The fertilizing ability of epididymal spermatozoa from rats and mice treated for 3 or 4 or 9 or 10 days with various doses of μ-chlorohydrin was tested in vitro, and in vivo by intrauterine insemination. The minimum doses (per kg/day) needed to affect fertilization significantly were: rat, in vitro, 8·8 mg for 3 or 4 days, 4·4 mg for 4 days and 2·7 mg for 9 or 10 days; in vivo, 4·4 mg for 3 or 4 days and 2·7 mg for 9 or 10 days: mouse, in vitro, 4·4 mg for 3 days and 13·3 mg for 9 days; in vivo, 44·2 mg for 3 days and 26·5 for 9 days. Rats were infertile for at least 18 days after receiving 44·2 mg μ-chlorohydrin/kg/day for 3 days, but fertilizing ability, tested in vivo and in vitro, was restored 10-11 days and 15-18 days, respectively, after daily treatment with 11·1 mg μ-chlorohydrin/kg for 3 days.

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Y. Tsunoda and M. C. Chang

Summary.

Female rats and mice were injected with homologous spermatozoa without adjuvant, or with homogenates of ovary or testis+epididymis in adjuvant. Ovulation was not inhibited and the numbers of eggs released were normal. Fertilization rates were significantly reduced in the mouse by all tissues injected and in the rat by injection of ovarian homogenate only. Fracture of and a weak precipitate on the zona pellucida of the eggs were observed in the mouse but not in the rat after injection of ovarian homogenates. The number of pregnancies and litter sizes were reduced following the first and second mating after treatment in the mouse but not in the rat. When eggs with or without follicular cells were examined in vitro, fertilizability was very low if the donor had been treated with ovarian homogenate, better with testis+epididymis homogenate and best after treatment with sperm suspension. Failure of fertilization appeared to be the major cause of infertility after such treatments.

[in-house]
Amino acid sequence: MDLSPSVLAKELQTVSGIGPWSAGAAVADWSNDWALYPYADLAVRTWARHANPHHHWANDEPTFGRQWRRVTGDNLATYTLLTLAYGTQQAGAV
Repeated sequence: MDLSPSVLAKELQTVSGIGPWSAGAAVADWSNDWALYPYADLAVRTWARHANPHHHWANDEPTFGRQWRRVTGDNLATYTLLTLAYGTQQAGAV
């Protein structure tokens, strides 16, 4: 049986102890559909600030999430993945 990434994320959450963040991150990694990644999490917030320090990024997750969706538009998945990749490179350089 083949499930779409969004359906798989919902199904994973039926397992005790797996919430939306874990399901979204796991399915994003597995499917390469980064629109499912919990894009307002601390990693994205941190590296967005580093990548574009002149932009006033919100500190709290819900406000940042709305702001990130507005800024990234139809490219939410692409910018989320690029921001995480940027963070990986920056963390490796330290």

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Y. TSUNODA and M. C. CHANG

Worcester Foundation for Experimental Biology, Shrewsbury, Massachusetts 01545, U.S.A.

(Received 21st December 1974)

It is well known that a large number of the spermatozoa in the ejaculate reach the uterus but only a few are found in the oviducts of mammalian species after mating (see Bishop, 1961). This suggests that a small number of spermatozoa competent to fertilize may be selected during their passage through the female tract. In a study of the optimal sperm concentration and the minimal number of spermatozoa required to fertilize a rat egg in vitro, Niwa & Chang (1974a) have shown that the optimal sperm concentration was about 0·5 to 1·5 × 106 spermatozoa/ml and that the minimal number of spermatozoa required to fertilize a rat egg was about 3000 to 6000 spermatozoa. The present experiment was designed to determine the optimal sperm concentration, the minimal number of spermatozoa required to fertilize a mouse